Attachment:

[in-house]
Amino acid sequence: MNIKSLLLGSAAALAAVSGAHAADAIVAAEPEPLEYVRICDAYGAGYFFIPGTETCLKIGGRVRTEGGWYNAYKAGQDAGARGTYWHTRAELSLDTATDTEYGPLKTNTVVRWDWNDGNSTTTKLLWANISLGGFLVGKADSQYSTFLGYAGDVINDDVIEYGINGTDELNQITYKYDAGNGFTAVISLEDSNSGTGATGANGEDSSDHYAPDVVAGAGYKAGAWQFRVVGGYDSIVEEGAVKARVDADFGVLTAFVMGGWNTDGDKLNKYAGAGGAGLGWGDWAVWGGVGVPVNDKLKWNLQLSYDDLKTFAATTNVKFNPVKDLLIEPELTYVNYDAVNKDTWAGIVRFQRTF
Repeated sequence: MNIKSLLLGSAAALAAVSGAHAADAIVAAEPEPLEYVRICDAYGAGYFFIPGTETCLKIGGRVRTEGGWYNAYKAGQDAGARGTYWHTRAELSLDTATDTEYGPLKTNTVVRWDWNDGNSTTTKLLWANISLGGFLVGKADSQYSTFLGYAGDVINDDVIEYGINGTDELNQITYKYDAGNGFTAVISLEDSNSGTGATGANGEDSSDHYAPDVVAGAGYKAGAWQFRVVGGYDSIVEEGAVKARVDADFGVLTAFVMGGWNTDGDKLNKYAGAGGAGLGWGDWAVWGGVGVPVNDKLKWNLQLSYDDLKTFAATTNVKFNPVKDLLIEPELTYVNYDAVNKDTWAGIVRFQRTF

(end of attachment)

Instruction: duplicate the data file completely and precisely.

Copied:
[in-house]
Amino acid sequence: MNIKSLLLGSAAALAAVSGAHAADAIVAAEPEPLEYVRICDAYGAGYFFIPGTETCLKIGGRVRTEGGWYNAYKAGQDAGARGTYWHTRAELSLDTATDTEYGPLKTNTVVRWDWNDGNSTTTKLLWANISLGGFLVGKADSQYSTFLGYAGDVINDDVIEYGINGTDELNQITYKYDAGNGFTAVISLEDSNSGTGATGANGEDSSDHYAPDVVAGAGYKAGAWQFRVVGGYDSIVEEGAVKARVDADFGVLTAFVMGGWNTDGDKLNKYAGAGGAGLGWGDWAVWGGVGVPVNDKLKWNLQLSYDDLKTFAATTNVKFNPVKDLLIEPELTYVNYDAVNKDTWAGIVRFQRTF
Repeated sequence: MNIKSLLLGSAAALAAVSGAHAADAIVAAEPEPLEYVRICDAYGAGYFFIPGTETCLKIGGRVRTEGGWYNAYKAGQDAGARGTYWHTRAELSLDTATDTEYGPLKTNTVVRWDWNDGNSTTTKLLWANISLGGFLVGKADSQYSTFLGYAGDVINDDVIEYGINGTDELNQITYKYDAGNGFTAVISLEDSNSGTGATGANGEDSSDHYAPDVVAGAGYKAGAWQFRVVGGYDSIVEEGAVKARVDADFGVLTAFVMGGWNTDGDKLNKYAGAGGAGLGWGDWAVWGGVGVPVNDKLKWNLQLSYDDLKTFAATTNVKFNPVKDLLIEPELTYVNYDAVNKDTWAGIVRFQRTF